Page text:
A loan of $10,000 helps me to create needed infrastructure and market the launch of the space for new members.
I grew up in Kentucky, one of three children born to teachers. I was a bookish child with a big imagination. Our family was “house poor” thanks to the high mortgage rates of the 80s, so my mom made many of our clothes. Early memories include learning to embroider, watching and helping her with layout of patterns, pinning, and studying her sewing techniques. Though she tried to teach me to use the sewing machine during 5th grade and I did cut my senior prom dress, that training was NOT successful.
In college, I became a Studio Art major after an intro level class gave me the opportunity to work with my hands as well as my brain, and I began integrating hand weaving and fabrics into my art. I finally learned to sew in a costume course – on industrial equipment, at that!
My Theater advisor helped me acquire summer costume jobs and an intensive professional internship, unknowingly starting me down the road toward entrepreneurship.
My specialty became Costume Crafts – the sculptural side of costuming (hats, shoes, jewelry, surface design, dyeing and showgirls). I later learned traditional upholstery and curtain making techniques. I spent six years working with amazing costumers and designers at professional theaters from New Hampshire to California. Whether big and fancy or small and poorly tooled, the shops shared characteristics:
-Equipment was communal.
-Our brilliant, innovative, international communities shared skills, insights, and stories.
-The workload was lightened by good company, music, and laughter.
-The pay was usually not a living wage.
It was an inspiration, despite difficulties.
The Textile Arts grew to be my true passion (with the Business of Art a close second), and I travel all over the world to visit museums, study textile and fashion collections, and learn dyeing, fabrication, and manufacturing techniques.
After the 1998 economic downturn culled full-time theater jobs, I became self-employed: mostly designing and fabricating custom furnishings for homeowners with occasional costume work. Despite delivering a superior product, I struggled to create a financially sustainable business.
In 2003, I landed in Oakland, CA and started leading teams to design and build large, complex, textile-based projects, with work appearing at the SFMOMA, Berkeley Art Museum, Oakland Museum of California, and San Jose Museum of Art. I leased and customized an 1,800 square foot sewing studio to suit the scale of this work in 2013, but discovered that the timelines for such projects left the workroom idle for significant periods: a problem on several levels.
Upon consideration of that problem and my twin passions, I’ve created The CoSew: a business incubator for prototyping, small production runs, and custom textile work. We offer an affordable, communal studio in the costume shop model and a professional business support system for textile artist-entrepreneurs. I’m building the resource I needed when taking on self-employment 17 years ago.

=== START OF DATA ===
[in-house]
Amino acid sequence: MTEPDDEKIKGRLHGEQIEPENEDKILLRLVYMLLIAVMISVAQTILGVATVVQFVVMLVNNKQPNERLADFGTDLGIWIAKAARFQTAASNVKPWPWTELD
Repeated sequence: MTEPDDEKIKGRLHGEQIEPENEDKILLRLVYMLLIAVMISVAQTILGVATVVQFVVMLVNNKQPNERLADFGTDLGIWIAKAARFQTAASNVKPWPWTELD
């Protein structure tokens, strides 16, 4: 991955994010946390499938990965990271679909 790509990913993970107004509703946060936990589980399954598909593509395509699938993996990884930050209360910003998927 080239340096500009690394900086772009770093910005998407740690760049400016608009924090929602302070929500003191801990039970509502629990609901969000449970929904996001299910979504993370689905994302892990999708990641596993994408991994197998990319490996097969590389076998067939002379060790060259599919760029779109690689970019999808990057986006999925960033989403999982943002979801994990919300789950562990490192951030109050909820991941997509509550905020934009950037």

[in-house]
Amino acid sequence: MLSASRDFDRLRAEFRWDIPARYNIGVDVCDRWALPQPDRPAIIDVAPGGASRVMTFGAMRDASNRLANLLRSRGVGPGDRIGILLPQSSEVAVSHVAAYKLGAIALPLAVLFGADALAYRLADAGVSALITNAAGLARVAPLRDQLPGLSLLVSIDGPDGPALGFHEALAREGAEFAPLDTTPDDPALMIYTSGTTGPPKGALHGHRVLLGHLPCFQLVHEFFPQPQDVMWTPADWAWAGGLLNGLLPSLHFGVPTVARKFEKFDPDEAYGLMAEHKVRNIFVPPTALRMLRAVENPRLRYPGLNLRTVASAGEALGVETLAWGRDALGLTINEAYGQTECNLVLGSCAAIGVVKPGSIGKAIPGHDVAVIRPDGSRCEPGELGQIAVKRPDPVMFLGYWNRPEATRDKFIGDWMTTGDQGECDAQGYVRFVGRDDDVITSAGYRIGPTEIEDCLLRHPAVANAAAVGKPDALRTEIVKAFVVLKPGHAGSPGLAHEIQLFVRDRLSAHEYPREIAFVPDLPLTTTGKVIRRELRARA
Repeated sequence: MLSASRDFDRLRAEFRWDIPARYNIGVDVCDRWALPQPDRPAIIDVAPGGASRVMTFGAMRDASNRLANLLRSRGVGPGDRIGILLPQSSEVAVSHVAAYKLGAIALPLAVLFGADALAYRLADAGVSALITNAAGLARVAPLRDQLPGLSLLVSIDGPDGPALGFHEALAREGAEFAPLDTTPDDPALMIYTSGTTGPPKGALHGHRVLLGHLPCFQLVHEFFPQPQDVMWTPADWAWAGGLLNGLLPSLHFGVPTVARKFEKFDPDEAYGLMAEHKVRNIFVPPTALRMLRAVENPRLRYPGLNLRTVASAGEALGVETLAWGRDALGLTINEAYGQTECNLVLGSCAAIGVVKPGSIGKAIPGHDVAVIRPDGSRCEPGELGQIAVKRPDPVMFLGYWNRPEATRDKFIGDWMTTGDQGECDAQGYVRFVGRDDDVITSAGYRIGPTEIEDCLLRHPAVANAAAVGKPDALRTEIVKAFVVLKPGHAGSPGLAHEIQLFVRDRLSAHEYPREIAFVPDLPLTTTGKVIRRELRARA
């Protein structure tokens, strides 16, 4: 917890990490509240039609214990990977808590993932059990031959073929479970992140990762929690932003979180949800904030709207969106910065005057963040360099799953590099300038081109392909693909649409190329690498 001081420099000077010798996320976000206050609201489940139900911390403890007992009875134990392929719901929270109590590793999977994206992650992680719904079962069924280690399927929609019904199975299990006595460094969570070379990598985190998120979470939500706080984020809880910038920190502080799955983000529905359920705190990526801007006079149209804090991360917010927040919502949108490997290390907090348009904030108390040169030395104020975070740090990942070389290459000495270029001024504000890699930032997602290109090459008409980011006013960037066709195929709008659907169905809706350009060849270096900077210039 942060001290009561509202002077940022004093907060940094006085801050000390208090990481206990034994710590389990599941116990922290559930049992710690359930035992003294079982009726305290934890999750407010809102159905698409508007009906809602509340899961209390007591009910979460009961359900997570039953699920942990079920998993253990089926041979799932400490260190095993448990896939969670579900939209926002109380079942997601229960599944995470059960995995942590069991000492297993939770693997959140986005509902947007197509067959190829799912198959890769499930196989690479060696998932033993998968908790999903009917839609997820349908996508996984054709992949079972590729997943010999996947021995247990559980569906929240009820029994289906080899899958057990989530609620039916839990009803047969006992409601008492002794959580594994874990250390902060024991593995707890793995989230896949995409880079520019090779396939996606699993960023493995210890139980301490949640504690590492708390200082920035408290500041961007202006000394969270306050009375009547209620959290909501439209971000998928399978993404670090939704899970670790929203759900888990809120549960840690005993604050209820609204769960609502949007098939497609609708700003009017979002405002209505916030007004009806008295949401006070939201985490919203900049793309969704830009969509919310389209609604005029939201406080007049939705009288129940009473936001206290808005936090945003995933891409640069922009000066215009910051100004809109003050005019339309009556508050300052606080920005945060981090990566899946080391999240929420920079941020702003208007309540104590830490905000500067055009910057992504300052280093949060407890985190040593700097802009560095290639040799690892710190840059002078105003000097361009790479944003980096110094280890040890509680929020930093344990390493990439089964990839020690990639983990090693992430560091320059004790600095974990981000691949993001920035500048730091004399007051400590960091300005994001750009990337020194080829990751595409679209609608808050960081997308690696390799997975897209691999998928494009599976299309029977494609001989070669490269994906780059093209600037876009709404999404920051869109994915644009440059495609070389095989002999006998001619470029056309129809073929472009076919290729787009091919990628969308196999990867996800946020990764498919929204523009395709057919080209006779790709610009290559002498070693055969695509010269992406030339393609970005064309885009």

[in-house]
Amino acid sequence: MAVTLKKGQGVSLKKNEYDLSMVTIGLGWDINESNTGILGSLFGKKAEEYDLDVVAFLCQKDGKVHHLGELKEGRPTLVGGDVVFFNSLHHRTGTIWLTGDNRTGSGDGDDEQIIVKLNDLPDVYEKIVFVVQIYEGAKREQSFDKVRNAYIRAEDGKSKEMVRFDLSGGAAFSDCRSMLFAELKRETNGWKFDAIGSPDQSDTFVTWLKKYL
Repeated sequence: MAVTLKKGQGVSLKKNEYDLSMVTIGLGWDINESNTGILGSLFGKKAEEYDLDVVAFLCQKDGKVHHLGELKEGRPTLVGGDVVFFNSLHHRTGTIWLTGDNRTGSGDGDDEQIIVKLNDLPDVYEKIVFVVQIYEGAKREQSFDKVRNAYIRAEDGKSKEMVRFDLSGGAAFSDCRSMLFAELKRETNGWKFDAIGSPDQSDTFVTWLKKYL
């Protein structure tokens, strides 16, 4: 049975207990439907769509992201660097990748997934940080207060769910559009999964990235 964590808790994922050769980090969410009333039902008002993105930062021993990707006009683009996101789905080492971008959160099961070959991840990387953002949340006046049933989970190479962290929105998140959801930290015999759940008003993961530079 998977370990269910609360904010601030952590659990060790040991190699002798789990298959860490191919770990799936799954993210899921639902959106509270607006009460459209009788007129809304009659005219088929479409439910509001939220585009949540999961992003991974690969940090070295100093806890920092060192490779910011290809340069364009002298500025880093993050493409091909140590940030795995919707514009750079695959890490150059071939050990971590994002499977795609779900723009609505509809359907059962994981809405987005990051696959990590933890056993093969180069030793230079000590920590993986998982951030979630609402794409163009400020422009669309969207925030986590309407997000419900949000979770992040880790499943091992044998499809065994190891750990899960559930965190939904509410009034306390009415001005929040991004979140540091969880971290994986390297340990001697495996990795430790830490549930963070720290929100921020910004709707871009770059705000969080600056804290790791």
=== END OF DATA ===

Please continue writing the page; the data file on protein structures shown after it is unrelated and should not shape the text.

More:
The CoSew can accommodate large and small projects, sewing workshops, and events. We currently have four industrial sewing machines, five home machines, 19’ of modular cutting tables, commercial irons, and other specialized, industrial tools for textile work. It features a fitting area, meeting room, high speed wifi, and wholesale fabric sourcing, plus business mailboxes and storage lockers for rent. The CoSew will eventually be open 24 hours per day, but is launching with limited hours.
Memberships are tiered, and start at 10 hours per month. Members benefit from a community of skilled professionals; curated workshops and support groups to help them build better businesses; and a sewing referral service to match clients with providers.
$2200 invested in the purchase and installation of a security system with video monitoring will provide a sense of personal and business security for members, and increase their confidence in using our service.
$1500 invested in the purchase and installation of ten 15″ x 18″ x 72″ lockers, which will create additional rental revenues of $3000 per year when fully rented and allow members to secure their business property.
$3000 for professional website re-design and search engine optimization, which will contribute substantially to our visibility and allow us to book classes online.
The remaining $3300 will be allotted for working capital to cover expenses during start up while The CoSew gains traction in the marketplace.
Through this loan, I will be able to launch The CoSew for textile artists in my community, providing an important resource for artists who are finding it increasingly difficult to afford home and studio rent in the Bay Area. This business allows me to share what I have learned and help support emerging artists/entrepreneurs, while contributing to my own family and modeling entrepreneurship for my 9 year old daughter.
About The CoSew
- Social Enterprise
- Years in Operation:
- 6 months – 1 year